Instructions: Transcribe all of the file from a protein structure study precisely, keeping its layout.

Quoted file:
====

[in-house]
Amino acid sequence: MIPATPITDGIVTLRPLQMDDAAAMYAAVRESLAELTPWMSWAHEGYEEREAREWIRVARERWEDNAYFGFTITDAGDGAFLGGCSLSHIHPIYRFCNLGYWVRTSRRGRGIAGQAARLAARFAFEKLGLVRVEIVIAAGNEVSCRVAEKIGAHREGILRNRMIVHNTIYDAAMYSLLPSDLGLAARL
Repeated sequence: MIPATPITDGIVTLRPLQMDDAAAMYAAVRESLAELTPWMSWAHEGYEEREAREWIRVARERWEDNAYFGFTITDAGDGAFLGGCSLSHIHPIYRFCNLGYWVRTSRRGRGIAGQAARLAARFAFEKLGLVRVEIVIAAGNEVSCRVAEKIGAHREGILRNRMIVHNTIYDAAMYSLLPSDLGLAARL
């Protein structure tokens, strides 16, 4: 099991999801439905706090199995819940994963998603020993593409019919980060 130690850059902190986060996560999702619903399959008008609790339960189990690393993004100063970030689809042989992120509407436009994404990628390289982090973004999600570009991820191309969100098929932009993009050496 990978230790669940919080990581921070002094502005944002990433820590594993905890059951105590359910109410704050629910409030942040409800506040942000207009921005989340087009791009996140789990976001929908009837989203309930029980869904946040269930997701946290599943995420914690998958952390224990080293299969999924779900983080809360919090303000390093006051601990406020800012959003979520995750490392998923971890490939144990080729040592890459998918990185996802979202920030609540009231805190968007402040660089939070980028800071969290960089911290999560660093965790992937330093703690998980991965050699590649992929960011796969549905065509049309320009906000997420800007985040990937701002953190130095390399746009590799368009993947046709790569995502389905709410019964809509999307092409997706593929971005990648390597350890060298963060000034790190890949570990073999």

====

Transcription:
[in-house]
Amino acid sequence: MIPATPITDGIVTLRPLQMDDAAAMYAAVRESLAELTPWMSWAHEGYEEREAREWIRVARERWEDNAYFGFTITDAGDGAFLGGCSLSHIHPIYRFCNLGYWVRTSRRGRGIAGQAARLAARFAFEKLGLVRVEIVIAAGNEVSCRVAEKIGAHREGILRNRMIVHNTIYDAAMYSLLPSDLGLAARL
Repeated sequence: MIPATPITDGIVTLRPLQMDDAAAMYAAVRESLAELTPWMSWAHEGYEEREAREWIRVARERWEDNAYFGFTITDAGDGAFLGGCSLSHIHPIYRFCNLGYWVRTSRRGRGIAGQAARLAARFAFEKLGLVRVEIVIAAGNEVSCRVAEKIGAHREGILRNRMIVHNTIYDAAMYSLLPSDLGLAARL
């Protein structure tokens, strides 16, 4: 099991999801439905706090199995819940994963998603020993593409019919980060 130690850059902190986060996560999702619903399959008008609790339960189990690393993004100063970030689809042989992120509407436009994404990628390289982090973004999600570009991820191309969100098929932009993009050496 990978230790669940919080990581921070002094502005944002990433820590594993905890059951105590359910109410704050629910409030942040409800506040942000207009921005989340087009791009996140789990976001929908009837989203309930029980869904946040269930997701946290599943995420914690998958952390224990080293299969999924779900983080809360919090303000390093006051601990406020800012959003979520995750490392998923971890490939144990080729040592890459998918990185996802979202920030609540009231805190968007402040660089939070980028800071969290960089911290999560660093965790992937330093703690998980991965050699590649992929960011796969549905065509049309320009906000997420800007985040990937701002953190130095390399746009590799368009993947046709790569995502389905709410019964809509999307092409997706593929971005990648390597350890060298963060000034790190890949570990073999």